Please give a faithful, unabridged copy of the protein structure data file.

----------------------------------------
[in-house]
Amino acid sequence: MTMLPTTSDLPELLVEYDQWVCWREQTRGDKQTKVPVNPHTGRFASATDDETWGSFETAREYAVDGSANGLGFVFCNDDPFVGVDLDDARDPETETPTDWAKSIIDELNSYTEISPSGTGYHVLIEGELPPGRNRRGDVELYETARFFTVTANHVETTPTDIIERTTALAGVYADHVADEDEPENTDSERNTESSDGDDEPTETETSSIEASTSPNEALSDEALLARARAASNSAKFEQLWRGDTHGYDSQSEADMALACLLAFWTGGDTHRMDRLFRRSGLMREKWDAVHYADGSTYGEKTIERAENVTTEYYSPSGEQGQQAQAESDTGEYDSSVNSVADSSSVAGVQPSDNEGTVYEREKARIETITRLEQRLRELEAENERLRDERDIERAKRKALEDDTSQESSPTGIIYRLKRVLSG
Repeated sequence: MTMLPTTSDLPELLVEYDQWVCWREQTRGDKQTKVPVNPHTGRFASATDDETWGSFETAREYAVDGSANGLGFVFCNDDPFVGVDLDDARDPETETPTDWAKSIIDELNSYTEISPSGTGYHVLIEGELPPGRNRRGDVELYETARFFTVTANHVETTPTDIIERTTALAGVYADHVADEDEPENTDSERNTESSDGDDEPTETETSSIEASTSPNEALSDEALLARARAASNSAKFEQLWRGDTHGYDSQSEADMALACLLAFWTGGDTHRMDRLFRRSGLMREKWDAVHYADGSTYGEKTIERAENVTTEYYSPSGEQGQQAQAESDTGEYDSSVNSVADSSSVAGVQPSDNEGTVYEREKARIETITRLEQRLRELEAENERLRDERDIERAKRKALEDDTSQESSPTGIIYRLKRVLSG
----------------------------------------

[in-house]
Amino acid sequence: MTMLPTTSDLPELLVEYDQWVCWREQTRGDKQTKVPVNPHTGRFASATDDETWGSFETAREYAVDGSANGLGFVFCNDDPFVGVDLDDARDPETETPTDWAKSIIDELNSYTEISPSGTGYHVLIEGELPPGRNRRGDVELYETARFFTVTANHVETTPTDIIERTTALAGVYADHVADEDEPENTDSERNTESSDGDDEPTETETSSIEASTSPNEALSDEALLARARAASNSAKFEQLWRGDTHGYDSQSEADMALACLLAFWTGGDTHRMDRLFRRSGLMREKWDAVHYADGSTYGEKTIERAENVTTEYYSPSGEQGQQAQAESDTGEYDSSVNSVADSSSVAGVQPSDNEGTVYEREKARIETITRLEQRLRELEAENERLRDERDIERAKRKALEDDTSQESSPTGIIYRLKRVLSG
Repeated sequence: MTMLPTTSDLPELLVEYDQWVCWREQTRGDKQTKVPVNPHTGRFASATDDETWGSFETAREYAVDGSANGLGFVFCNDDPFVGVDLDDARDPETETPTDWAKSIIDELNSYTEISPSGTGYHVLIEGELPPGRNRRGDVELYETARFFTVTANHVETTPTDIIERTTALAGVYADHVADEDEPENTDSERNTESSDGDDEPTETETSSIEASTSPNEALSDEALLARARAASNSAKFEQLWRGDTHGYDSQSEADMALACLLAFWTGGDTHRMDRLFRRSGLMREKWDAVHYADGSTYGEKTIERAENVTTEYYSPSGEQGQQAQAESDTGEYDSSVNSVADSSSVAGVQPSDNEGTVYEREKARIETITRLEQRLRELEAENERLRDERDIERAKRKALEDDTSQESSPTGIIYRLKRVLSG